Get Better. Faster.
Dr. Marc Silberman specializes in compartment testing and the diagnosis
of exertional compartment syndrome.  He has been performing
compartment tests for more than 10 years and is a referral source for
orthopedic surgeons located throughout the Northeast and Mid Atlantic.  
He has presented cases at national conferences and has been published in
peer-reviewed scientific journals on the topic of exertional leg pain and
compartment syndrome.

Differential Diagnosis of Exertional Leg Pain
Stress Fracture
Periostitis
Periostalgia ('Shin Splints')
Medial Tibial Stress Syndomre
Exertional Compartment Syndrome
Nerve entrapment
Artery entrapment
Vascular disease
Popliteal Artery Entrapment
Spinal radiculopathy
Anemia

Exertional Compartment Syndrome (ECS):
A clinical condition where an athlete classically experiences reproducible
exercise induced lower leg pain that begins at a consistent time with
activity and is relieved with cessation of exercise.  There may be
numbness, tingling, and weakness.  The presentation can be quite
variable and pain may be present all the time even after cessation of
exercise.

Exact cause is unknown though it is felt to be secondary to excessive
pressure within the compartments of the leg leading to reduced blood
flow.

Diagnosis is made by measuring pressures within the leg before and after
exercise.  Pressures normally rise with exercise normally rise with
exercise but should return to baseline within 5 minutes after cessation of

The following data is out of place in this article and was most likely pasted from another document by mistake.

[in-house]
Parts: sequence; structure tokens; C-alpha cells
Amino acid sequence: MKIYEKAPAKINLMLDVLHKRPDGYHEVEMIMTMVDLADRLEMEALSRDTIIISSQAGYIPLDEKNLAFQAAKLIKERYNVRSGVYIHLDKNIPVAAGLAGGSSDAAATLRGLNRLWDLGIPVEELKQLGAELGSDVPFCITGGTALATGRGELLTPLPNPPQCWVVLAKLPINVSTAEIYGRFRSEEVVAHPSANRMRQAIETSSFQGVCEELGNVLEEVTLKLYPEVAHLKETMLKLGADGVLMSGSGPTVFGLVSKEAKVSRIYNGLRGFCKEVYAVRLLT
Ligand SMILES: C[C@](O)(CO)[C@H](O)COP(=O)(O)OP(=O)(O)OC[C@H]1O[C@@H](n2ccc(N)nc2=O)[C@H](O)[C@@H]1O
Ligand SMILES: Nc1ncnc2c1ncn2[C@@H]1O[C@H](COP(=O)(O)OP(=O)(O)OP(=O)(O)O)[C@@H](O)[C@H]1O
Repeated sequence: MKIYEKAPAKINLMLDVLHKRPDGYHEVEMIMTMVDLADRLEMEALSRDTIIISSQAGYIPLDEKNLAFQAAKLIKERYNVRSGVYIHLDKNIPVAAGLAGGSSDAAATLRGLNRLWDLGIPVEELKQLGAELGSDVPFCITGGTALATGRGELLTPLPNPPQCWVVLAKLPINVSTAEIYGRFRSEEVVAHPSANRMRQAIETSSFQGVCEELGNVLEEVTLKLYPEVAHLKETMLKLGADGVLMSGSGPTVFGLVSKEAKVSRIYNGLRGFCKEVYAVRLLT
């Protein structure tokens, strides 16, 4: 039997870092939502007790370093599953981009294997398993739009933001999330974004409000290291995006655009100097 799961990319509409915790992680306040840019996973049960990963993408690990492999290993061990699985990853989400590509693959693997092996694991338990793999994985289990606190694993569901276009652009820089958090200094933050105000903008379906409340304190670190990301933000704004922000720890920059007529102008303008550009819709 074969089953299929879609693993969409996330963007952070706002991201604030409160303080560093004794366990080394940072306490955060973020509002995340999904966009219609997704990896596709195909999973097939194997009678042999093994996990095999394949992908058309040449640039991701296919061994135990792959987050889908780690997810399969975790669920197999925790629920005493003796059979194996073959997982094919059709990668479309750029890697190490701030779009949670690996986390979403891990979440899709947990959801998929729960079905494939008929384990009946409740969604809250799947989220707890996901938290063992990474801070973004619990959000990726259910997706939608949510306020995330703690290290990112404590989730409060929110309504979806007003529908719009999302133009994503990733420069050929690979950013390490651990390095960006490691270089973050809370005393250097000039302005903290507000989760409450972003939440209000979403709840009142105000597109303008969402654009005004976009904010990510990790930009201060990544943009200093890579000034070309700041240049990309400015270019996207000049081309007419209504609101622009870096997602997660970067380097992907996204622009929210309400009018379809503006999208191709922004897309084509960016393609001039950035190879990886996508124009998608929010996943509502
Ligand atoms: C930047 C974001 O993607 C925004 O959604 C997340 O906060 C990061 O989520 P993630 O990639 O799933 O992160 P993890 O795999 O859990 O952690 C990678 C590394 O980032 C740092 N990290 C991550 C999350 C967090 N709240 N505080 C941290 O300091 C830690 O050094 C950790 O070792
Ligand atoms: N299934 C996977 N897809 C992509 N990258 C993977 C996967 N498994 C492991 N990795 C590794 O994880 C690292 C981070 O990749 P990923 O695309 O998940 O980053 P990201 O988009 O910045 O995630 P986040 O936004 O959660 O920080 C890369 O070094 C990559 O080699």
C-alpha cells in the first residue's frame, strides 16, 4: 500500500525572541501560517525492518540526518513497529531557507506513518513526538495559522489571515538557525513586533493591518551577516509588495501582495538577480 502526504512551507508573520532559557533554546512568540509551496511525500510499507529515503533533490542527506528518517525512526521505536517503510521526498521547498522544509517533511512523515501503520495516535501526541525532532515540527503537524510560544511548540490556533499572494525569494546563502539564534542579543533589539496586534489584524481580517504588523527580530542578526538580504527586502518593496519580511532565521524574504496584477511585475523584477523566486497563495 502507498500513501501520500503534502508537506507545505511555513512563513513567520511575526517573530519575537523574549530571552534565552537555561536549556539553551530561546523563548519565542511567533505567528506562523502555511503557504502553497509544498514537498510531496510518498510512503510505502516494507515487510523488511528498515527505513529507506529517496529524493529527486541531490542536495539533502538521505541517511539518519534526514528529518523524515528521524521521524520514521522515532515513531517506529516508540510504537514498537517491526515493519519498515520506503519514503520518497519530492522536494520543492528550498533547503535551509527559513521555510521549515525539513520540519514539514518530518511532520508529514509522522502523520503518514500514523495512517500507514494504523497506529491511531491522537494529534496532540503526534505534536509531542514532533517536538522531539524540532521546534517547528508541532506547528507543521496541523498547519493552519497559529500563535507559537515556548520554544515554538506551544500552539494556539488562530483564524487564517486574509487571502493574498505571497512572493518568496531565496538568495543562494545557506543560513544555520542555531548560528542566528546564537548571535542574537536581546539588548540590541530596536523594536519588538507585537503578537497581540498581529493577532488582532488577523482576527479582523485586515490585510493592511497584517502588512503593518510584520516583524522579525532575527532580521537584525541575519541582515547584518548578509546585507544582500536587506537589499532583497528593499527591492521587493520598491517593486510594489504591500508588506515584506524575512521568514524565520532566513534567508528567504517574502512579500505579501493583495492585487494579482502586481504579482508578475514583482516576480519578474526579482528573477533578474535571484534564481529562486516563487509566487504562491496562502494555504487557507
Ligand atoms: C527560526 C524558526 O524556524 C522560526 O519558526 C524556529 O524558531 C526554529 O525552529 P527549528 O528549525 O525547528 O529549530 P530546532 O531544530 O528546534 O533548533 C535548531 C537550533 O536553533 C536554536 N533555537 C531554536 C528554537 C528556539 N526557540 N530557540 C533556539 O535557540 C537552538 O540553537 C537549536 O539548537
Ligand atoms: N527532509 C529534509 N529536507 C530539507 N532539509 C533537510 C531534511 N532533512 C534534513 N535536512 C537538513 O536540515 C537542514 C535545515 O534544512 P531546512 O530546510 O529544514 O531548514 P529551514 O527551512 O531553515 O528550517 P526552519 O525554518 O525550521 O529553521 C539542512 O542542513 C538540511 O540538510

running.  In ECS, elevated pressures result with exertion and remain
elevated for a prolonged length of time.

Compartment Testing:
Your skin is numbed with lidocaine.  A manometer, as imaged above
measuring the anterior compartment, is inserted four separate times into
your leg to measure the four compartments of your lower limb.  You will
then run until symptoms are brought on, with testing repeated 5 minutes
after stopping.

Treatment consists of modification of activity, addressing training error,
orthotic and footwear evaluation, biomechanical (video gait analysis)
evaluation and training, massage and myofascial release, and core and
extremity strengthening.  Once you develop compartment syndrome
though, it appears the only treatment option until recently has been
surgery with fasciotomy, surgical release of the compartments, which has
a greater than 20% failure rate.

Botox injections for exertional compartment syndrome is a novel,
non-surgical intervention that appears to have some promising results in
published case studies.  Dr. Silberman has successfully treated exertional
compartment syndrome with Botox injections in the office.  After
consultation, the amount of Botox that will be used for your treatment is
calculated and a prescription for Botulinum Toxin Type A (Botox) will be
given to you to be filled at a pharmacy.  Dr. Silberman performs Botox
injections for compartment syndrome under ultrasound guidance.  Botox
injections for compartment syndrome are not covered by insurance.

Publications:

Silberman, Marc R., Brian J. Shiple, and Steven J. Collina. "Exercise
Induced Leg Pain-Soccer." MSSE 36.5 (2004):S93.

Getzin, Andrew R., and Marc Richard Silberman.  "Iliac Artery Flow
Limitations in Endurance Athletes." CSMR 9.6 (2010):334-337.
Get Better. Faster.
Exertional Compartment Testing
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